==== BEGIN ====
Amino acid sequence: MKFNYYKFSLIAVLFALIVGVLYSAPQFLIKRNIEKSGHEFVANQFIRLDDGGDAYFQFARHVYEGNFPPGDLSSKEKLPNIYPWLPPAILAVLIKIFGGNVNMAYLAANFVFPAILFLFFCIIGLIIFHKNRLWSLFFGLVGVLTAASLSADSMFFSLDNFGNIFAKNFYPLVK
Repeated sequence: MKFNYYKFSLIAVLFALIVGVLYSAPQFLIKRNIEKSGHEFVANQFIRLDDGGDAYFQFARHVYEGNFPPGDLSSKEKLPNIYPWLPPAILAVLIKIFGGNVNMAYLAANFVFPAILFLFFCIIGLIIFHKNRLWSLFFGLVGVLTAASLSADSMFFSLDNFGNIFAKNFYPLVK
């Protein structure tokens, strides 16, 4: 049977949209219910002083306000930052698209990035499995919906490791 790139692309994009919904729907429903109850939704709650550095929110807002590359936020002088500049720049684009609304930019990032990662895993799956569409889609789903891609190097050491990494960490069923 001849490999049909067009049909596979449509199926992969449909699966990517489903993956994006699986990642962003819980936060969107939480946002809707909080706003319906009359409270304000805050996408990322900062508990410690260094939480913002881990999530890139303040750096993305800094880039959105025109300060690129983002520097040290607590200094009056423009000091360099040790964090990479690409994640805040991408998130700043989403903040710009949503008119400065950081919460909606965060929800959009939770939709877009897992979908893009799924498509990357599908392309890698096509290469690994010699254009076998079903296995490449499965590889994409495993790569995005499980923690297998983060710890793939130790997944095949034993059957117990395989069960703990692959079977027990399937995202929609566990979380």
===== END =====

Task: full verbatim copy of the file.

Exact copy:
Amino acid sequence: MKFNYYKFSLIAVLFALIVGVLYSAPQFLIKRNIEKSGHEFVANQFIRLDDGGDAYFQFARHVYEGNFPPGDLSSKEKLPNIYPWLPPAILAVLIKIFGGNVNMAYLAANFVFPAILFLFFCIIGLIIFHKNRLWSLFFGLVGVLTAASLSADSMFFSLDNFGNIFAKNFYPLVK
Repeated sequence: MKFNYYKFSLIAVLFALIVGVLYSAPQFLIKRNIEKSGHEFVANQFIRLDDGGDAYFQFARHVYEGNFPPGDLSSKEKLPNIYPWLPPAILAVLIKIFGGNVNMAYLAANFVFPAILFLFFCIIGLIIFHKNRLWSLFFGLVGVLTAASLSADSMFFSLDNFGNIFAKNFYPLVK
């Protein structure tokens, strides 16, 4: 049977949209219910002083306000930052698209990035499995919906490791 790139692309994009919904729907429903109850939704709650550095929110807002590359936020002088500049720049684009609304930019990032990662895993799956569409889609789903891609190097050491990494960490069923 001849490999049909067009049909596979449509199926992969449909699966990517489903993956994006699986990642962003819980936060969107939480946002809707909080706003319906009359409270304000805050996408990322900062508990410690260094939480913002881990999530890139303040750096993305800094880039959105025109300060690129983002520097040290607590200094009056423009000091360099040790964090990479690409994640805040991408998130700043989403903040710009949503008119400065950081919460909606965060929800959009939770939709877009897992979908893009799924498509990357599908392309890698096509290469690994010699254009076998079903296995490449499965590889994409495993790569995005499980923690297998983060710890793939130790997944095949034993059957117990395989069960703990692959079977027990399937995202929609566990979380």